Describing how the problem statement should be formulated, Saliya says: ‘The vital issues addressed in this process are the curiosity, the aspirations and/or goals, appropriate research paradigms or perspectives, researchers’ expertise and experience, accessibility to data, the topic, the context, the issues/questions, the motivation, and the potential relationship that could be explored. Articulating a reasonably acceptable research question could stem from curiosity such as ‘a burning issue’, ‘a mystery’, or ‘nice to know passion’ etc., however, the lucidity of the problem and the objectives largely depend on the process; an interactive exercise through initial investigations, preliminary review of literature, matching with underpinning philosophical stances, and the continuous cross references to the vital issues’.
In essence, a researcher is a person who activates his curiosity into practical testing and presents what he has found either in quantitative form or descriptive form to be understood by all. Higher the level of understanding, greater the citations and references that he could expect from others. Therefore, the technological savviness is necessary, but ability to present what one has found in a language that could be understood by all is the most essential requirement.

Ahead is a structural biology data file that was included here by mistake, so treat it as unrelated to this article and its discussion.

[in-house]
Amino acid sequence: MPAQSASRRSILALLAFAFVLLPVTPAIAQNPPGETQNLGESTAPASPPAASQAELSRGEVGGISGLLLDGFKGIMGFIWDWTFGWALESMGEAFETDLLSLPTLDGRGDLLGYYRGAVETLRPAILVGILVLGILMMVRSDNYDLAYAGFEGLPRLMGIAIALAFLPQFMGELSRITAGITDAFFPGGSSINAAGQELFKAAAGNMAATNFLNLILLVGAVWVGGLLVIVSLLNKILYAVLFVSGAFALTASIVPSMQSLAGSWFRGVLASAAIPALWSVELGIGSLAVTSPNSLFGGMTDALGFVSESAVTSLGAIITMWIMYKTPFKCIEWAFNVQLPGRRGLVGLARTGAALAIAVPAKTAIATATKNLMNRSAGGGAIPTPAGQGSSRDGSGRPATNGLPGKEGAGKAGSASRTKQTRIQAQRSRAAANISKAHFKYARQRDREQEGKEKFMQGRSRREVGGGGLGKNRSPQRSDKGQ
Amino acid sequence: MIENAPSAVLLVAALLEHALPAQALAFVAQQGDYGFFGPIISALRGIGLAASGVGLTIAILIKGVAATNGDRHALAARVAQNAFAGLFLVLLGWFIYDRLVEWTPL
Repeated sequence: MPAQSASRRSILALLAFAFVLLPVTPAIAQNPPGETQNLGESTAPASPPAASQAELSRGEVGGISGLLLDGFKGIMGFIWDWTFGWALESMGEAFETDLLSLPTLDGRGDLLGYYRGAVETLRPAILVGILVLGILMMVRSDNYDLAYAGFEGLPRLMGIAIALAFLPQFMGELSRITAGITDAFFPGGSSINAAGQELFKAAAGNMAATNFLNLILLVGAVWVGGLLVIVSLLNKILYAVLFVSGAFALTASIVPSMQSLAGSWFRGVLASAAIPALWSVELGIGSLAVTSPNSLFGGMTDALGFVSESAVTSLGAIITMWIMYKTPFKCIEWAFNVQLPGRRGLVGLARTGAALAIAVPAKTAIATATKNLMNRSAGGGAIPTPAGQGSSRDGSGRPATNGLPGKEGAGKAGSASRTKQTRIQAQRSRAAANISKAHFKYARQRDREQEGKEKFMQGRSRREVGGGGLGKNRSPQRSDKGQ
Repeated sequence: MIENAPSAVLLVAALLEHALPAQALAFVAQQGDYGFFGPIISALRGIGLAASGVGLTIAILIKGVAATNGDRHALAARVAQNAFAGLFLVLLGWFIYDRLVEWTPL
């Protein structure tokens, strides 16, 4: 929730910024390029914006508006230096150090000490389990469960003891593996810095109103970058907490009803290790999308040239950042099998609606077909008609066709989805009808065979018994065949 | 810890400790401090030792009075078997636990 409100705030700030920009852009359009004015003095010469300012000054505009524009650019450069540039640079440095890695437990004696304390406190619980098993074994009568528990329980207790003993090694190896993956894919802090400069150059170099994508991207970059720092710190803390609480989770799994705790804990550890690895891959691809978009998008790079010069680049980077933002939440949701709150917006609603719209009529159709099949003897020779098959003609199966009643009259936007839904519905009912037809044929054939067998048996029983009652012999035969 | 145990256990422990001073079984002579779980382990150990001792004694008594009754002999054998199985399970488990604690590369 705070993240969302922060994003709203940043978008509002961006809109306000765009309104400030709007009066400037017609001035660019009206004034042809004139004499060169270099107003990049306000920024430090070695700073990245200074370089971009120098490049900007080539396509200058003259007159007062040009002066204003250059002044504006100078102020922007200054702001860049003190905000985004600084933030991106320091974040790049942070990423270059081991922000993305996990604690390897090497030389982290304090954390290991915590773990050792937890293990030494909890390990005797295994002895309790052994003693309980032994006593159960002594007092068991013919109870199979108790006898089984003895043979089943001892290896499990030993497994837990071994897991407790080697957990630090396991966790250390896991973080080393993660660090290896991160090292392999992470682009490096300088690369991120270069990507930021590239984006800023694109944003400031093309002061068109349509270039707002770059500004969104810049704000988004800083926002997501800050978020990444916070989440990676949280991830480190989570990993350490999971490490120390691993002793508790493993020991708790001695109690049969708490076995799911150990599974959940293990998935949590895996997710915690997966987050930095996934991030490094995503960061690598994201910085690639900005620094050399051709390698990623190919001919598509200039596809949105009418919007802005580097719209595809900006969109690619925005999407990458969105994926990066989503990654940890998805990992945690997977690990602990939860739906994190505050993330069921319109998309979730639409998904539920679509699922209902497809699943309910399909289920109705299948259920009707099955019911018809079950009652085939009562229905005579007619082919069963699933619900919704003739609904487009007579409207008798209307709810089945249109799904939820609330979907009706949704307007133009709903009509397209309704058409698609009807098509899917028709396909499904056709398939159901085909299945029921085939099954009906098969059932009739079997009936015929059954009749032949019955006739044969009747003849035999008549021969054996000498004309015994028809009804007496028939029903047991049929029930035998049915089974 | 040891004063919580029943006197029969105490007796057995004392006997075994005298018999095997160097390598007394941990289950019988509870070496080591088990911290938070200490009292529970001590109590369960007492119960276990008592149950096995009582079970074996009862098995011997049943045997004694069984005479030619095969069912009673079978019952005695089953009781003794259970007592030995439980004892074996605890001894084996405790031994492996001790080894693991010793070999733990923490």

CRAP Test in literature review
The completion of a literature review relating to the problem being investigated is the most challenging part of any research. Saliya has given step by step instructions on how it should be done. This is not simply reference to what other people have done. It involves summarising the main methods and the outcome of the work and presentation of same in the context of the research problem under investigation. Saliya says that the choice of the work to be covered should be subject to what is known as the CRAP Test. It is the abbreviation of four vital terms, Currency, Relevance, Authority, and Purpose. Currency is how recent is the work, relevance is how it is related to the problem, authority is the credibility of the publisher and/or the writer, and purpose is whether the writer in question has attempted to give new knowledge or not. The works that are to be listed in the literature review should pass all these tests.
Saliya warns that researchers should not walk into the pitfall of pseudo or false arguments of other writers. There can be research done by others without substantiating the facts with evidence or data or when they are presented, through fake or created data to prove one’s point. These should be excluded from the literature review being done. Kautilya who wrote the first text of economics in the 3rd century BCE – The Arthashastra – referred to the work of the previous philosophers but claimed that their work does not stand the test of applicability at the time of writing his treatise. Hence, to be wary of false claims by others, however much they are popular or known, had been an accepted policy by all undertaking scholarly work from ancient times.